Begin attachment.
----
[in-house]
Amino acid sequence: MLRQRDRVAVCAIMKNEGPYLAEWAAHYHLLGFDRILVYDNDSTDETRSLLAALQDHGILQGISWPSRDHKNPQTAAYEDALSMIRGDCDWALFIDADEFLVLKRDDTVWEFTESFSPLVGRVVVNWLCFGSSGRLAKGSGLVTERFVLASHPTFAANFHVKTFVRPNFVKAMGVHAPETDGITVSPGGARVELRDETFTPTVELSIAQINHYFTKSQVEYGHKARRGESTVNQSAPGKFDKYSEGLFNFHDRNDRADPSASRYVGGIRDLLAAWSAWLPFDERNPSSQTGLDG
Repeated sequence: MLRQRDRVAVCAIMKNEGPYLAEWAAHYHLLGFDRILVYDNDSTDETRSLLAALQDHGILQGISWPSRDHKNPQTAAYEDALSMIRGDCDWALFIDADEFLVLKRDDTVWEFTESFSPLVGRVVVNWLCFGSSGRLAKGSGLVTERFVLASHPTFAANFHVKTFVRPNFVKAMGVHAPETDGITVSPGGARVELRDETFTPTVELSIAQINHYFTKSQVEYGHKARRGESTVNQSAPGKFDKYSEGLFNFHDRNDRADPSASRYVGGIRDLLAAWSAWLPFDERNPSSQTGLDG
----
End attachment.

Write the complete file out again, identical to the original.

[in-house]
Amino acid sequence: MLRQRDRVAVCAIMKNEGPYLAEWAAHYHLLGFDRILVYDNDSTDETRSLLAALQDHGILQGISWPSRDHKNPQTAAYEDALSMIRGDCDWALFIDADEFLVLKRDDTVWEFTESFSPLVGRVVVNWLCFGSSGRLAKGSGLVTERFVLASHPTFAANFHVKTFVRPNFVKAMGVHAPETDGITVSPGGARVELRDETFTPTVELSIAQINHYFTKSQVEYGHKARRGESTVNQSAPGKFDKYSEGLFNFHDRNDRADPSASRYVGGIRDLLAAWSAWLPFDERNPSSQTGLDG
Repeated sequence: MLRQRDRVAVCAIMKNEGPYLAEWAAHYHLLGFDRILVYDNDSTDETRSLLAALQDHGILQGISWPSRDHKNPQTAAYEDALSMIRGDCDWALFIDADEFLVLKRDDTVWEFTESFSPLVGRVVVNWLCFGSSGRLAKGSGLVTERFVLASHPTFAANFHVKTFVRPNFVKAMGVHAPETDGITVSPGGARVELRDETFTPTVELSIAQINHYFTKSQVEYGHKARRGESTVNQSAPGKFDKYSEGLFNFHDRNDRADPSASRYVGGIRDLLAAWSAWLPFDERNPSSQTGLDG